By David McPherson

Jeff Goldman is obsessed with dump trucks. He just can’t stop thinking about them. Questions like, ‘Where are those trucks barrelling down your rural road and hogging the passing lane along the King’s Highway going?’ and ‘Where did they originate?’ are constantly running circles in his brain.

Some might tell him, ‘Hey Jeff, get a life! Why waste your time concerning yourself with something as unglamorous as dirt?’ But Goldman, principal of Durham Custom Homes, is here to convince you that it’s time we all got the ‘dirt’ on dirt.

“My interest was piqued last year upon discovering that the army of tandem trucks dumping their dirt near a site we are developing outside Midland actually started their journey from a large infrastructure project underway in midtown Toronto,” Goldman explains. “We are living in a time of massive immigration—there are more than 100,000 immigrants per year arriving in the Greater Toronto Area. To meet this population growth, infrastructure projects are rampant. You can’t walk anywhere today without seeing a construction site, whether it’s a new office tower, condo building or LRT.”

All these capital investments and infrastructure projects are good news for the economy and the home building industry. What it means, however, is that there is a lot of dirt lying around, with several million truckloads displaced each year. And all that earth needs to end up somewhere, which is where problems are arising.

While excess soil management plans were once just a line buried in a project’s budget, often included as part of the cut-fill analysis—one that builders and developers knew existed but left to consultants to figure out—it’s now an issue that policymakers and bureaucrats are trying to solve, and an expense that
is vaulting into the millions of dollars
for builders.

“We as builders and developers need to be better informed on this issue and get in front of it by educating our membership and taking appropriate action,” says Goldman.

In Ontario, the transportation of excess soil is done almost exclusively via those fuel-guzzling trucks that, due to inconsistent municipal regulations, are asked to travel greater distance between sites each year. The amount of soil one truck can transport depends on both on its size and the nature and weight of its load. “While the amount of excess soil to be removed from a site is calculated in cubic metres, truck haulage is licensed by weight,” explains Goldman.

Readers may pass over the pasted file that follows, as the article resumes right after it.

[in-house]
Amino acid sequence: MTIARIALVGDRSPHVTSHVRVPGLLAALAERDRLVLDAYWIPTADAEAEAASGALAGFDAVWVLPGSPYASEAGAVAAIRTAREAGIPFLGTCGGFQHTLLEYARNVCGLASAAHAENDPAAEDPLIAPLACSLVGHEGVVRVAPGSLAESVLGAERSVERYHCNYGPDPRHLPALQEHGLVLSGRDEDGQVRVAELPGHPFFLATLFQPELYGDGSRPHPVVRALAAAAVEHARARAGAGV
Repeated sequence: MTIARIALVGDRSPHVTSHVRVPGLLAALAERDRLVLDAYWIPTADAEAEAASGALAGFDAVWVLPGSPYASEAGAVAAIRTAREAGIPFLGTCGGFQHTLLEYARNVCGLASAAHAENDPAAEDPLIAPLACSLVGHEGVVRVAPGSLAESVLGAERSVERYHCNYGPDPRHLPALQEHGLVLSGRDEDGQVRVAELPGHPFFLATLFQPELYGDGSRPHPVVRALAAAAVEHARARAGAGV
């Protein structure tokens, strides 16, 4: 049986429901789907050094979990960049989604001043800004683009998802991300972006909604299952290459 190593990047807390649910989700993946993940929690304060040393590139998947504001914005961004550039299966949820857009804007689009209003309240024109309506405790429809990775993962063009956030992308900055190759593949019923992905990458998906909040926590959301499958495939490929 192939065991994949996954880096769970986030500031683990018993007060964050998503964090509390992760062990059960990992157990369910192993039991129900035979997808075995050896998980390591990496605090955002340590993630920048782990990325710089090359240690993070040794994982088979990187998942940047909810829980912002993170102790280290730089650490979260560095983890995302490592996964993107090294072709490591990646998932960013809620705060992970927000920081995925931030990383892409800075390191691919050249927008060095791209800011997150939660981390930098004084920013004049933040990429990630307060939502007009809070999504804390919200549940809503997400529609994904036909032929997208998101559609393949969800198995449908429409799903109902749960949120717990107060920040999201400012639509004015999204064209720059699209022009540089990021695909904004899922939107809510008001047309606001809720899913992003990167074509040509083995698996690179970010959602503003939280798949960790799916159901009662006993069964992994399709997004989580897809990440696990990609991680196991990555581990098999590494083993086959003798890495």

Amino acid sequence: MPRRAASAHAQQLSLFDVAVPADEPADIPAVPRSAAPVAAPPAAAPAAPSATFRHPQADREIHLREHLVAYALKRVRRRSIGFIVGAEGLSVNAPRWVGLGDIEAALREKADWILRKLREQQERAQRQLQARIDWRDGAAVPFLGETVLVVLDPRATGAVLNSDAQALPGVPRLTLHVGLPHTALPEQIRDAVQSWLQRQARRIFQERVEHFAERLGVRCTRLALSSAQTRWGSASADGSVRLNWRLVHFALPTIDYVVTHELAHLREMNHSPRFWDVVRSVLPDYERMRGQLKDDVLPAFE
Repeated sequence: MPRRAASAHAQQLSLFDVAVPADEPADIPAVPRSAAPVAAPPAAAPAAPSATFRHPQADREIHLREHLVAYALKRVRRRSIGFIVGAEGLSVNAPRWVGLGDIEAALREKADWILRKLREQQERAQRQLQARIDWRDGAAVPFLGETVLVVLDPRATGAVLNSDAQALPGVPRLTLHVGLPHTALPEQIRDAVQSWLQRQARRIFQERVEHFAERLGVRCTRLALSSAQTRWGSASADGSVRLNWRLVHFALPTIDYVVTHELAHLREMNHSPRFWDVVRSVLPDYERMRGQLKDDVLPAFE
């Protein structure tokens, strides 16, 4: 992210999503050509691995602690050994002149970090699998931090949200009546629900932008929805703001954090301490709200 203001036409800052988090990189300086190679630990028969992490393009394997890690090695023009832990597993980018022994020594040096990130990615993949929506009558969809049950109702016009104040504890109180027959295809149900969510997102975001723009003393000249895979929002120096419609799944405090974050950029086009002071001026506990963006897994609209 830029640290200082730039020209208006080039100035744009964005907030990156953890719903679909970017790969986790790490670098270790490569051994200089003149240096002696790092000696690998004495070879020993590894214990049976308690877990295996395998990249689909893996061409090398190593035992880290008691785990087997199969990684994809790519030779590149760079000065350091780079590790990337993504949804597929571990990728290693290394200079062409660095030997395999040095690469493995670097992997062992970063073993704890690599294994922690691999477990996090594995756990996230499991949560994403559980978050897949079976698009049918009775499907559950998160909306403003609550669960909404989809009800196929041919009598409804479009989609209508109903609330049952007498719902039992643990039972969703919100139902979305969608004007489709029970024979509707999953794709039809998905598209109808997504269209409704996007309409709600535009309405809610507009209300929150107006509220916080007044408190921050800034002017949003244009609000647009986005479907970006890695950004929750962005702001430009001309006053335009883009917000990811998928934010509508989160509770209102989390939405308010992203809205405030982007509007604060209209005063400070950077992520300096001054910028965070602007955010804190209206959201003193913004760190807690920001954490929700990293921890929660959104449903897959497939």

Take a moment to digest the numbers: Tens of millions of cubic metres of excess soil are moved within the Greater Golden Horseshoe Area each year. This movement involves millions of truckloads annually—the average one-way distance travelled by haulage trucks being 70 km. The aggregate costs are at least in the hundreds of millions of dollars per year.

Any large building project—houses, factories, roads, hospitals, large office towers—they all involve the disturbance and the displacement of dirt. For each there is either too little soil or too much. More often than not, it is the latter—and a lot more than can be repurposed for landscaping. What’s a builder to do with increasing restrictions and varying regulations that differ from one municipal border to another with increasing regularity?

In Goldman’s research, he discovered that there are 135 agencies involved to some degree in excess soil management. Outside the home building industry, the issue impacts the agricultural sector, quarry operators, waste management operators, municipal planners and land surveyors to name just a few. Besides the Ministry of the Environment and Climate Change, there are at least another half-dozen ministries with an interest in this issue.

How can one possibly learn all of these rules? The provincial government is trying to reel in the municipalities and various governing bodies to provide some guidance, structure and consistency on the issue. On January 26, 2016, the Ministry of the Environment and Climate Change (MOECC) released a proposed Excess Soil Management Policy Framework on the Environmental Registry for a 60-day period of consultation. This followed a previous consultation back in 2013 (Soil Management Guide for Best Management Practices, 011-7523). The two main goals of the proposed new policy are to protect human health and the environment from the inappropriate relocation of excess soil and enhance opportunities for the beneficial reuse of excess soil. In principle, OHBA supports both these broad objectives. The concern is that these proposals seek to shift more responsibility for excess soil on to those who generate it.